Some time ago I asked my self the question if it is better to kickstart systems or working with ESX templates when deploying RHEL as ESX guests. I also had some discussions with friends working in the same industry. I tried it and came to the following conclusion:
Kickstart the systems is the way to go.
- Kickstarted Systems are already up-to-date after installation.
- Proper SSH host keys. Using ESX templates ends up in having identical SSH host keys, from the security standpoint not usable, they need to be manually re-created.
- Kickstarting means lean deployment, much less data needs to be transferred.
- Very fast, kickstarted systems are deployed in ~3min instead of ~10min (depending on I/O and network performance).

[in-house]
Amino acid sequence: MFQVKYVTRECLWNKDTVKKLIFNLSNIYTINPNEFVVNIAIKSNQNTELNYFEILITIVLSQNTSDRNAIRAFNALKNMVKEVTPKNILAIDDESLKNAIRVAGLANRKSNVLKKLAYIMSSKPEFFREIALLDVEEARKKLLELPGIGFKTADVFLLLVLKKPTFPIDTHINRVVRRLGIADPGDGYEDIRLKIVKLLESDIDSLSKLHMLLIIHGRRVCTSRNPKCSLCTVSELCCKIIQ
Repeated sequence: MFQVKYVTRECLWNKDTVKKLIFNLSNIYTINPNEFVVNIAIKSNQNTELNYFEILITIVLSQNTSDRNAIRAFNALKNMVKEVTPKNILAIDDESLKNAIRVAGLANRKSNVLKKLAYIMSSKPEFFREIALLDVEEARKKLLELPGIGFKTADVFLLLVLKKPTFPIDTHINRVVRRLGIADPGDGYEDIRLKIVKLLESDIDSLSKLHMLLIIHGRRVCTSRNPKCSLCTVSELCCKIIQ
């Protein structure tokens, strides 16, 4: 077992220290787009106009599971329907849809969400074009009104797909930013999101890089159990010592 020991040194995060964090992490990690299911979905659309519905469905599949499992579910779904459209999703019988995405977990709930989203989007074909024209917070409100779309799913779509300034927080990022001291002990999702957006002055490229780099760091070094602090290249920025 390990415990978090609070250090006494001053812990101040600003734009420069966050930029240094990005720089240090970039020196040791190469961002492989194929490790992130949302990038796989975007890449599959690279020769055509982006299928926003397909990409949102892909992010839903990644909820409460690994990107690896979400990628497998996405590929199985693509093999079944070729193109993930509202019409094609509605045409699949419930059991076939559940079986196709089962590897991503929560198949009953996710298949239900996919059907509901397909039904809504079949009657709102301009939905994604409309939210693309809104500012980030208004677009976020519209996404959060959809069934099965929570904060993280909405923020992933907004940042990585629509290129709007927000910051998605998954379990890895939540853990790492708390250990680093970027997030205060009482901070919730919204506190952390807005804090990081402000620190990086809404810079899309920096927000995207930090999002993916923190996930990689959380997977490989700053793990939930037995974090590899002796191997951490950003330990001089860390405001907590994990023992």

- Systems are being automatically registered @rhn or on a rhn-satellite with the help of cobbler snippets.
- Better customization.
- The ESX template to used for kickstarting must have no disks configured, otherwise the whole nominal disk size is being transferred over the net.
When kickstarting virtual systems, only the data needed (the RPMs) is transferred. The best way is to have a “empty” ESX template, just with the network defined, but no disks. The reason for that is: ESX creates a checksum of the disk files, even if the disk is empty, the sparse disk files (in the case of “thin provisioning”) will be transferred over the net at its full nominal size.
When using ESX templates, after deploying, one needs to register the system manually and also manually update the system by invoking “yum -y update”. In contrary, kickstarted systems are always up to date automatically. To circumvent this fact, one needs to keep the templates up to date, it is a manual task which can not be automated easily.